One last note: the first image below shows not one but two masked figures, as well as a very, very long woman. The torturer or cultist may be about to sink a knife into her supine figure, but at least he's protecting her from terrible viruses and diseases by wearing a piece of really porous cloth over his face. And don't worry, what he has planned for her is a mostly peaceful human sacrifice. (He's planning to stab only one very small part of her body.) Luckily for her, she is about to be saved by a man in blue.



















Love in a Time of Coronavirus

All of this mask-wearing makes me think of cartoons by the great Sam Cobean, especially the one shown here. From The Cartoons of Cobean (1952).

I wish everyone a Merry Christmas and Happy New Year, better for sure than the one now ending.

Text copyright 2020 Terence E. Hanley

Friday, December 18, 2020

A Birthday Wish

As you know, my dad died in August. Today would have been his eighty-third birthday. He liked to say that he was FBI--Full-Blooded Irish. His Hanley grandparents came to America from western Ireland in the late 1800s. His great-grandfather served in the British army under the Duke of Wellington and fought at the Battle of Waterloo. I would wager that my dad and his lone surviving brother were the only living Americans in the year 2020 to have had a great-grandfather serve in that long-ago clash of arms. It's a pretty amazing thing when you think about it.

The Duke of Wellington was an Anglo-Irishman and advocated for Catholic Emancipation for his native island. My dad's family were and are staunch Catholics. Many were also staunchly anti-British. It is an irony that their progenitor served in the British army, but then they never knew anything about him or his service, for Peter Hanley is only a recent discovery for us.

My dad always liked to read about and watch movies and TV shows about Nazis and the Mafia. I asked him a long time ago why this was so. He said that he was fascinated by how people gain and exercise power. To one descended from a race of utterly powerless and often despairing Irishmen, the idea that a person might hold great power must have been perplexing, if not inconceivable, to him. To be poor and Irish and Catholic in both Ireland and America was to be on the bottom rung of the ladder. Charles Durning's character in Blazing Saddles said it all. Anyway, for the first time in my life, I realize that my dad was born almost exactly nine months after St. Patrick's Day: the power of the Irish people is in their great numbers and fecundity.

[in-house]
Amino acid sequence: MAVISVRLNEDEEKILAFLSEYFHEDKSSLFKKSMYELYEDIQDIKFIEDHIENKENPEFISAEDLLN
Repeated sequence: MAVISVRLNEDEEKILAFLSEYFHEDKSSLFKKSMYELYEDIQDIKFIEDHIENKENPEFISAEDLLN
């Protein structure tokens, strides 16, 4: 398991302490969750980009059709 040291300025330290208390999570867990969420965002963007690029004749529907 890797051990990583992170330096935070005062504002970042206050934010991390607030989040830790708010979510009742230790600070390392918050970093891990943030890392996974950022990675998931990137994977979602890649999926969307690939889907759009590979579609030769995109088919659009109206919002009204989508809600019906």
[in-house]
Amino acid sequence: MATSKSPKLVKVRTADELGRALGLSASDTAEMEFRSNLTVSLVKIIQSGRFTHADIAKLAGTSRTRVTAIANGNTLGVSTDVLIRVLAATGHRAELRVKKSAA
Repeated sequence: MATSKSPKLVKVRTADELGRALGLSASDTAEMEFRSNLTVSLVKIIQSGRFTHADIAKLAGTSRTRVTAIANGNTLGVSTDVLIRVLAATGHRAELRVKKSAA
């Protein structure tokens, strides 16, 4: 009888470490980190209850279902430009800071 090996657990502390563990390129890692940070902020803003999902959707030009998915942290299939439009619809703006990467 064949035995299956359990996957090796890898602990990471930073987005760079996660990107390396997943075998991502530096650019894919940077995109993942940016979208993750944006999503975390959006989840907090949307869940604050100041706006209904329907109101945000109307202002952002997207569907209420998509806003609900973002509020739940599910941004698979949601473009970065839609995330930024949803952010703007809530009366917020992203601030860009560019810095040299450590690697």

Also in their talk. My dad's mother's maiden name, Daly, refers to "one who is present at assemblies," or, simply, "gregarious," as I have seen it translated. It comes from the same root that has given the lower house of the Irish legislature--the Dáil Éireann--its name. The Dalys have also included many bards and poets going back to the Middle Ages. A Daly of Ireland had delivered to my dad's funeral the most breathtakingly beautiful and angelic arrangement of flowers I have ever seen--warm, creamy-white lilies and other flowers, extraordinary in every way. Thank you to our very, very distant cousin.

Of course the other side of the Irish gift for language is its equal gift for lies, exaggerations, boasting, misrepresentations, wordplay, and other verbal mischief. Remember that blarney and malarkey are Irish words. My dad had that talent in spades.

Happy Birthday, Dad!

Copyright 2020 Terence E. Hanley


P.S.
Here is the URL and link to all of the Hanleys in the Internet Speculative Fiction Database:

http://www.isfdb.org/cgi-bin/se.cgi?arg=hanley&type=Name

And here are the Dalys:

http://www.isfdb.org/cgi-bin/se.cgi?arg=daly&type=Name

Have fun reading!

Thursday, December 17, 2020

Utopia & Dystopia in Weird Tales-Part Two

Looking Forward to Going Backward

Probably the most well-known and certainly the most influential utopian novel by an American is Looking Backward: 2000-1887 by Edward Bellamy, first published in 1888. It is a Utopia in Time, set in what was then the future year of 2000. This is in contrast to the earlier Utopia in Space, set in the present day though somewhere else on Earth. It seems to me that the Utopia in Time became necessary and the Utopia in Space implausible as the world's undiscovered places shrank away from the Age of Exploration onward. Utopian novels were popular, too, during the very progressive-minded nineteenth century. Looking Backward is another in a line of such works. You could say that the title is ironic in more ways than one. For example, Looking Backward is actually a look forward, into a socialist future. There will forever be a double irony in the Socialist's headlong rush and ceaseless drive towards the medieval, feudalistic past of which he is so enamored.

We can forgive nineteenth-century naïveté about the nature and effects of the socialist regime. The horrors of twentieth-century socialism had yet to bubble from the bowels of the earth and the dark heart of humanity when Bellamy wrote. In fact, he failed to make it to the new century, dying as he did in 1898. Like H.P. Lovecraft, he was a New Englander, and like Lovecraft, he went too soon into his grave. (1) Oddly enough, Lovecraft also had to his credit a work called Looking Backward. Written and serialized in 1919-1920 and published as a booklet in 1920, Lovecraft's Looking Backward is an essay on the early days of amateur journalism.